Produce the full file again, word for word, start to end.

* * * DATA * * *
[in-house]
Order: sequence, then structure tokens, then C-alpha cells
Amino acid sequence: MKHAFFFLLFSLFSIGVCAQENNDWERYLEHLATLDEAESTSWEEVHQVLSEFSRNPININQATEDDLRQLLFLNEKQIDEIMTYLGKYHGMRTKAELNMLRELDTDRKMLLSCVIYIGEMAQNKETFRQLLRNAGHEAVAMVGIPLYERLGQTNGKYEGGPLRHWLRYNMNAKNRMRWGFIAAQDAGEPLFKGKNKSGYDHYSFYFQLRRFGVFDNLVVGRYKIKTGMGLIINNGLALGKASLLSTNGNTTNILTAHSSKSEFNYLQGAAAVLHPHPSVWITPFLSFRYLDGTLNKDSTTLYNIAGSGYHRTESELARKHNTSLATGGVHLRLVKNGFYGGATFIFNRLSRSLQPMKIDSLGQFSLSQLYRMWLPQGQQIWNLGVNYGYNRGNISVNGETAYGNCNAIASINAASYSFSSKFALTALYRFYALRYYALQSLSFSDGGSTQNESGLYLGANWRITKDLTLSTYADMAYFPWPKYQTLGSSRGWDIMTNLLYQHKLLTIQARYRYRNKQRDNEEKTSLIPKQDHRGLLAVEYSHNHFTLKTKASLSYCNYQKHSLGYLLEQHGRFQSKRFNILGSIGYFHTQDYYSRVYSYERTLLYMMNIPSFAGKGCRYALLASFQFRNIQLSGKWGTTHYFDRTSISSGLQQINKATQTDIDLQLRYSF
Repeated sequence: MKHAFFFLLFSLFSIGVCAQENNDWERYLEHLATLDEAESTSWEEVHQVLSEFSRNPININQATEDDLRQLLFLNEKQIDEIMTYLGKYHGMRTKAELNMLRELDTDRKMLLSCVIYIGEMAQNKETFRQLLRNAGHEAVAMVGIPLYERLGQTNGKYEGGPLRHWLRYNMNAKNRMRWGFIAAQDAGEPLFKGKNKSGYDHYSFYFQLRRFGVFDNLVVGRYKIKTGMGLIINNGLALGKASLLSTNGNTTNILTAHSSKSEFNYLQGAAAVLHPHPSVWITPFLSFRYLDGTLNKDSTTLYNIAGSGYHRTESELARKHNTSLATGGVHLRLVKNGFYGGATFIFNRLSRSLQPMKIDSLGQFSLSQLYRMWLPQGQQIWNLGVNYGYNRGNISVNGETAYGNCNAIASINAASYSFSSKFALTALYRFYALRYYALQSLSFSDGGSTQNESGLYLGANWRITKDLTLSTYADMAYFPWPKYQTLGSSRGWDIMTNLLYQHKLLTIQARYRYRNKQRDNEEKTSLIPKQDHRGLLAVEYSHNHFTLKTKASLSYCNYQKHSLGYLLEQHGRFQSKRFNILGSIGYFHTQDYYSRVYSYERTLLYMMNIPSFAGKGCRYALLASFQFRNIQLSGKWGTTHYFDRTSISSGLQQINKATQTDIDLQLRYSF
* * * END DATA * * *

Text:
[in-house]
Order: sequence, then structure tokens, then C-alpha cells
Amino acid sequence: MKHAFFFLLFSLFSIGVCAQENNDWERYLEHLATLDEAESTSWEEVHQVLSEFSRNPININQATEDDLRQLLFLNEKQIDEIMTYLGKYHGMRTKAELNMLRELDTDRKMLLSCVIYIGEMAQNKETFRQLLRNAGHEAVAMVGIPLYERLGQTNGKYEGGPLRHWLRYNMNAKNRMRWGFIAAQDAGEPLFKGKNKSGYDHYSFYFQLRRFGVFDNLVVGRYKIKTGMGLIINNGLALGKASLLSTNGNTTNILTAHSSKSEFNYLQGAAAVLHPHPSVWITPFLSFRYLDGTLNKDSTTLYNIAGSGYHRTESELARKHNTSLATGGVHLRLVKNGFYGGATFIFNRLSRSLQPMKIDSLGQFSLSQLYRMWLPQGQQIWNLGVNYGYNRGNISVNGETAYGNCNAIASINAASYSFSSKFALTALYRFYALRYYALQSLSFSDGGSTQNESGLYLGANWRITKDLTLSTYADMAYFPWPKYQTLGSSRGWDIMTNLLYQHKLLTIQARYRYRNKQRDNEEKTSLIPKQDHRGLLAVEYSHNHFTLKTKASLSYCNYQKHSLGYLLEQHGRFQSKRFNILGSIGYFHTQDYYSRVYSYERTLLYMMNIPSFAGKGCRYALLASFQFRNIQLSGKWGTTHYFDRTSISSGLQQINKATQTDIDLQLRYSF
Repeated sequence: MKHAFFFLLFSLFSIGVCAQENNDWERYLEHLATLDEAESTSWEEVHQVLSEFSRNPININQATEDDLRQLLFLNEKQIDEIMTYLGKYHGMRTKAELNMLRELDTDRKMLLSCVIYIGEMAQNKETFRQLLRNAGHEAVAMVGIPLYERLGQTNGKYEGGPLRHWLRYNMNAKNRMRWGFIAAQDAGEPLFKGKNKSGYDHYSFYFQLRRFGVFDNLVVGRYKIKTGMGLIINNGLALGKASLLSTNGNTTNILTAHSSKSEFNYLQGAAAVLHPHPSVWITPFLSFRYLDGTLNKDSTTLYNIAGSGYHRTESELARKHNTSLATGGVHLRLVKNGFYGGATFIFNRLSRSLQPMKIDSLGQFSLSQLYRMWLPQGQQIWNLGVNYGYNRGNISVNGETAYGNCNAIASINAASYSFSSKFALTALYRFYALRYYALQSLSFSDGGSTQNESGLYLGANWRITKDLTLSTYADMAYFPWPKYQTLGSSRGWDIMTNLLYQHKLLTIQARYRYRNKQRDNEEKTSLIPKQDHRGLLAVEYSHNHFTLKTKASLSYCNYQKHSLGYLLEQHGRFQSKRFNILGSIGYFHTQDYYSRVYSYERTLLYMMNIPSFAGKGCRYALLASFQFRNIQLSGKWGTTHYFDRTSISSGLQQINKATQTDIDLQLRYSF